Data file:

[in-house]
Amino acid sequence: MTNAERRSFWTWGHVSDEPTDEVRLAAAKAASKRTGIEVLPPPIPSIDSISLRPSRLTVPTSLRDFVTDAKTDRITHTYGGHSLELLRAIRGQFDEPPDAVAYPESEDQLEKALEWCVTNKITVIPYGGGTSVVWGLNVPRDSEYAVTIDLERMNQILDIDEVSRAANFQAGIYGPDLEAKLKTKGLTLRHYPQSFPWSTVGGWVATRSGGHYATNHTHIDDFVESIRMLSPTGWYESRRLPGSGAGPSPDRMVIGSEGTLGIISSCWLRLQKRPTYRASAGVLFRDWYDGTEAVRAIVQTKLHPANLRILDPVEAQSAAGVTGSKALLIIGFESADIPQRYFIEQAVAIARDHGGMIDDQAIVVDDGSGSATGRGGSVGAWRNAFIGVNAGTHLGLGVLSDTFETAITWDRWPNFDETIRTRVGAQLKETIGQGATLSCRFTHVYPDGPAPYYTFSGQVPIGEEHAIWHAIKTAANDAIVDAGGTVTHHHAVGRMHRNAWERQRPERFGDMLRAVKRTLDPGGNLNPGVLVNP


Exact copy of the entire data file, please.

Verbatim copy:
[in-house]
Amino acid sequence: MTNAERRSFWTWGHVSDEPTDEVRLAAAKAASKRTGIEVLPPPIPSIDSISLRPSRLTVPTSLRDFVTDAKTDRITHTYGGHSLELLRAIRGQFDEPPDAVAYPESEDQLEKALEWCVTNKITVIPYGGGTSVVWGLNVPRDSEYAVTIDLERMNQILDIDEVSRAANFQAGIYGPDLEAKLKTKGLTLRHYPQSFPWSTVGGWVATRSGGHYATNHTHIDDFVESIRMLSPTGWYESRRLPGSGAGPSPDRMVIGSEGTLGIISSCWLRLQKRPTYRASAGVLFRDWYDGTEAVRAIVQTKLHPANLRILDPVEAQSAAGVTGSKALLIIGFESADIPQRYFIEQAVAIARDHGGMIDDQAIVVDDGSGSATGRGGSVGAWRNAFIGVNAGTHLGLGVLSDTFETAITWDRWPNFDETIRTRVGAQLKETIGQGATLSCRFTHVYPDGPAPYYTFSGQVPIGEEHAIWHAIKTAANDAIVDAGGTVTHHHAVGRMHRNAWERQRPERFGDMLRAVKRTLDPGGNLNPGVLVNP